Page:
The Theosophical Society was founded in 1875 by Colonel Henry Steel Olcott and Helena Petrovna Blavatsky “to study ancient and modern religions, philosophies and sciences, and to investigate the unexplained laws of Nature and the psychical powers latent in man.” Olcott, Blavatsky, and the eclectic band who gathered around them studied what they saw to be the common secret mysteries of the religions of ancient Egypt, Greece, and India. In The Key to Theosophy, Madame Blavatsky responds to questions about Theosophy.
Excerpt from Helena P. Blavatsky’s The Key to Theosophy
ENQUIRER: What are the objects of the Theosophical Society?
THEOSOPHIST: They are three, and have been so from the beginning.
1) To form the nucleus of a Universal Brotherhood of Humanity without distinction of race, colour, sex, caste, or creed.
2) To promote the study of Aryan and other Scriptures, of the world’s religions and sciences, and to vindicate the importance of old Asiatic literature, such as that of Brahmanical, Buddhist and Zoroastrian philosophies.
3) To investigate the hidden mysteries of Nature under every aspect possible, and the psychic and spiritual powers latent in man especially. These are, broadly stated, the three chief objects of the society…
ENQUIRER: What are, in your view, [the] causes [preventing the establishment of a Universal Brotherhood]?
THEOSOPHER: First and foremost, the natural selfishness of human nature. This selfishness, instead of being eradicated, is daily strengthened and stimulated into a ferocious and irresistible feeling by the present religious education, which tends not only to encourage, but positively to justify it. People’s ideas about right and wrong have been entirely perverted by the literal acceptance of the Jewish Bible. [For example, the saying] “an eye for an eye and a tooth for a tooth” has come to be the first maxim of your law. Now, I state openly and fearlessly, that the perversity of this doctrine and of so many others Theosophy alone can eradicate.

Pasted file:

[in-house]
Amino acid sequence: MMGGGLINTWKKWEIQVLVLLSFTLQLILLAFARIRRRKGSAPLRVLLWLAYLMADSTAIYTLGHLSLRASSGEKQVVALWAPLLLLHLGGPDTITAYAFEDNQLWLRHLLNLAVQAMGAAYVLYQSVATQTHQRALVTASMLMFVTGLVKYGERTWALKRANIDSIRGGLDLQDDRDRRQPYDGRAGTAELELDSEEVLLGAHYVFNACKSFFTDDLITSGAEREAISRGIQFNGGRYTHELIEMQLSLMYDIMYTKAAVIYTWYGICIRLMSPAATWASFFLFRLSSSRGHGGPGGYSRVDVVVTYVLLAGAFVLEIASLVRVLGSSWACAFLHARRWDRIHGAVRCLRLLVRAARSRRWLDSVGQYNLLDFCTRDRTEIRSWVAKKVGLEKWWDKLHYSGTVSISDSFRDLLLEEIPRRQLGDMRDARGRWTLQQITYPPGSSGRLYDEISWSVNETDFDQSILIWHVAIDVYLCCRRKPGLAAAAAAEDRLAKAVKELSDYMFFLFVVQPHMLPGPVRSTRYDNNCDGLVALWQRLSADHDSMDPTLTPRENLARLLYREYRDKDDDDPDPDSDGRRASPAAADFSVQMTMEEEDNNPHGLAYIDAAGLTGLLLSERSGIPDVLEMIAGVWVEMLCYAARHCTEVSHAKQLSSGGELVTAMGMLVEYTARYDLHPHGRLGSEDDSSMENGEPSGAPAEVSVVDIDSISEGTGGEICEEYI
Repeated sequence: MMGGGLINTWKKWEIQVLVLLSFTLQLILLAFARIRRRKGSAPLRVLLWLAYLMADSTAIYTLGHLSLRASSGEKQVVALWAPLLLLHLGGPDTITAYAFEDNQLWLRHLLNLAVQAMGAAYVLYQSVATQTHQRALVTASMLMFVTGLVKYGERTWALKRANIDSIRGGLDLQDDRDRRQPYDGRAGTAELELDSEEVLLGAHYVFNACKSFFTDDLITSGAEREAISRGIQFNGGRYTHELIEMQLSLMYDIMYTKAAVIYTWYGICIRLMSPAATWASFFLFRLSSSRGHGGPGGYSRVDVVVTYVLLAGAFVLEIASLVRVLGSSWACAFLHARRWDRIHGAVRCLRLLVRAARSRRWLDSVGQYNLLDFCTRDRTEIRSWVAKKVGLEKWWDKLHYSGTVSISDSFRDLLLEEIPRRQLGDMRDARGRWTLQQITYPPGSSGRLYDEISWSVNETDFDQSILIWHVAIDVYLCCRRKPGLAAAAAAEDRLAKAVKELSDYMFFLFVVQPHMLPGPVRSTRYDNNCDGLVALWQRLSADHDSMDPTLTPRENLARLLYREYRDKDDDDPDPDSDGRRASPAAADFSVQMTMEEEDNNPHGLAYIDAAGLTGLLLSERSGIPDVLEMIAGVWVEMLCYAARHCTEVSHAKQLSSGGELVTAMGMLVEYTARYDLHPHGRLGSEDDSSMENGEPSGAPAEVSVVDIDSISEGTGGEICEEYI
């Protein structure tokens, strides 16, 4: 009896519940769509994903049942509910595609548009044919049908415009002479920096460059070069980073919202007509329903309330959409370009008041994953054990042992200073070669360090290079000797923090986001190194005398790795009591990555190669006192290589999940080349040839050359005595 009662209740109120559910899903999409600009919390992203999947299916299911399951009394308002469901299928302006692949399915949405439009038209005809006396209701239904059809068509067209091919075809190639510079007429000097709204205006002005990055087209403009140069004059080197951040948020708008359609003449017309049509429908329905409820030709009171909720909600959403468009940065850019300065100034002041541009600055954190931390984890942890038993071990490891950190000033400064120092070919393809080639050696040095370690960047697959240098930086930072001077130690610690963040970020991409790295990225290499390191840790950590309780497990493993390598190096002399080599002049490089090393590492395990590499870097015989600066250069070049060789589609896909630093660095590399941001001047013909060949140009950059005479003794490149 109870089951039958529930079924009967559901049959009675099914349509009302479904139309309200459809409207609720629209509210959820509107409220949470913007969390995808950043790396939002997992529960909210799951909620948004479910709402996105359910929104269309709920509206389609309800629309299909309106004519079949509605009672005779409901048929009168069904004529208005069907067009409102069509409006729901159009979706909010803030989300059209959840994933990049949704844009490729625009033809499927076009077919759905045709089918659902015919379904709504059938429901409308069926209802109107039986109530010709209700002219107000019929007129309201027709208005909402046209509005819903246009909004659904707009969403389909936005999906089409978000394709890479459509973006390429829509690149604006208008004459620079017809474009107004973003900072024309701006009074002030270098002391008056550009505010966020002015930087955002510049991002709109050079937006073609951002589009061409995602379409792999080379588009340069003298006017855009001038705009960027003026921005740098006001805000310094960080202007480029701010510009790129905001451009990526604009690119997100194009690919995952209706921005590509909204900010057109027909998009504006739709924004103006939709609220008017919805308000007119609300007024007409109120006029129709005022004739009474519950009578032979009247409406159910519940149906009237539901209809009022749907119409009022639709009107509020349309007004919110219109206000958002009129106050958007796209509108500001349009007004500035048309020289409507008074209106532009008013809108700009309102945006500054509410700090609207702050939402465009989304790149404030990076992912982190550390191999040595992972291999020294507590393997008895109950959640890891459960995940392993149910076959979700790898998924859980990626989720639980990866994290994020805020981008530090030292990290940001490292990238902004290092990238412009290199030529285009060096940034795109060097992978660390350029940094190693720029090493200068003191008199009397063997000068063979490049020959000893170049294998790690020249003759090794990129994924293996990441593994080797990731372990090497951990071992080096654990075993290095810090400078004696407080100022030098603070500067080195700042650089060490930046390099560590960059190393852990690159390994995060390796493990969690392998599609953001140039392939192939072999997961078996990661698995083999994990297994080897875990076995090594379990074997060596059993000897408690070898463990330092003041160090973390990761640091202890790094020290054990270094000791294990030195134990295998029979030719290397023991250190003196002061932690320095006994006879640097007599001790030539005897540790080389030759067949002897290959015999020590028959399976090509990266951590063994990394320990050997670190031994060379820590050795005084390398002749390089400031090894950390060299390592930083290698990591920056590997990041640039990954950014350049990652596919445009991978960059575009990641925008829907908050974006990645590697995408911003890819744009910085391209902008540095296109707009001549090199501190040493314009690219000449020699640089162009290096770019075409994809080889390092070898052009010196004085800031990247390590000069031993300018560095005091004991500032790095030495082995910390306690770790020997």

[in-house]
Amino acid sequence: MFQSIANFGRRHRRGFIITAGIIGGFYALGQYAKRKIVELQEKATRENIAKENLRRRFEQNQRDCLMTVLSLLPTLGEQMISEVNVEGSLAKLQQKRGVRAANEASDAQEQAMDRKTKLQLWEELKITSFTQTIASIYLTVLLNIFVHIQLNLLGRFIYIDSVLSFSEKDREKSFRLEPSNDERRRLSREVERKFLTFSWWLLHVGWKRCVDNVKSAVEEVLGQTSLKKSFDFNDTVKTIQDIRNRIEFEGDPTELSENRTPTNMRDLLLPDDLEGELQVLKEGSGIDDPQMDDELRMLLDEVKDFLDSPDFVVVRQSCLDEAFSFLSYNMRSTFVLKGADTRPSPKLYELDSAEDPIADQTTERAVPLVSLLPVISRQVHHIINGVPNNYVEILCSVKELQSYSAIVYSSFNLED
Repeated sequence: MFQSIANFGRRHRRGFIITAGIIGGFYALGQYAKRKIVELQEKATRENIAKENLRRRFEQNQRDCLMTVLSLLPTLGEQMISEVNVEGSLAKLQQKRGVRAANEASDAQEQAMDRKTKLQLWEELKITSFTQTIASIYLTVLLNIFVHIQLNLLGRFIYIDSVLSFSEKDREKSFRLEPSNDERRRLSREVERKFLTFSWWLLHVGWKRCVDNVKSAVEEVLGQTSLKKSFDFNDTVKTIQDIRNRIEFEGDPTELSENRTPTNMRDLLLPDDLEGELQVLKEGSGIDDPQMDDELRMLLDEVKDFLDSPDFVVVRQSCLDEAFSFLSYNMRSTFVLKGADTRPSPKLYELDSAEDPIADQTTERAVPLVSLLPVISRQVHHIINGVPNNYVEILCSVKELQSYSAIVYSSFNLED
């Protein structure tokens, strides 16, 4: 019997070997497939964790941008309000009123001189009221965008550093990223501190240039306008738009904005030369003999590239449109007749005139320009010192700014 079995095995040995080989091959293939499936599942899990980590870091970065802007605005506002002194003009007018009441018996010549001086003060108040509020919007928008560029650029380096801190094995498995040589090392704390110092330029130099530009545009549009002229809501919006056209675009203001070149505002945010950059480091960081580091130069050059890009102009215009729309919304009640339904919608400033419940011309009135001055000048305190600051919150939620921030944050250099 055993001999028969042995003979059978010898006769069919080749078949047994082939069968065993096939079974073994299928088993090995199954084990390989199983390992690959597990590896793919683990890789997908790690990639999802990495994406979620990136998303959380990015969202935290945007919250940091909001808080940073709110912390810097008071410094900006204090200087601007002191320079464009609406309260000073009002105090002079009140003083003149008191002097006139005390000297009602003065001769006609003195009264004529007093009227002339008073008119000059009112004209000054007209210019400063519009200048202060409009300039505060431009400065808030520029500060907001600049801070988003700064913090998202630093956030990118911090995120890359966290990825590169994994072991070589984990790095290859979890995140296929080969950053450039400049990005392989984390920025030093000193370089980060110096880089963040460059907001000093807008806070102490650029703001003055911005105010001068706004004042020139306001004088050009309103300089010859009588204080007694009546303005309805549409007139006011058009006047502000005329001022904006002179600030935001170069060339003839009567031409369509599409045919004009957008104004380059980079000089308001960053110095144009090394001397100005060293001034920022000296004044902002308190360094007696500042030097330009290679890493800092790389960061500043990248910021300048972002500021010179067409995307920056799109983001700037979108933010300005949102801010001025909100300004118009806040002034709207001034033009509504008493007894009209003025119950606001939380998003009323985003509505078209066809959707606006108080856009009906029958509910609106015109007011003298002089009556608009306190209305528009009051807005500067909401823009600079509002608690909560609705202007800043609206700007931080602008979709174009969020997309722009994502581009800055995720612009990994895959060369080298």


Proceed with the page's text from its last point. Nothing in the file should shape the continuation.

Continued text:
THEOSOPHER: Simply by demonstrating on logical, philosophical, metaphysical, and even scientific grounds that:
(a) All men have spiritually and physically the same origin, which is the fundamental teaching of Theosophy.
(b) As mankind is essentially one and the same essence, and that essence is one—infinite, uncreated, and eternal, whether we call it God or Nature— nothing, therefore can affect one nation or one man without affecting all other nations and all other men. This is as certain and as obvious as that a stone thrown into a pond, will, sooner or later, set in motion every single drop of water therein.
[From Helena P. Blavatsky, The Key to Theosophy (London: The Theosophical Publishing Society, 1893), 1-4, 28-29.]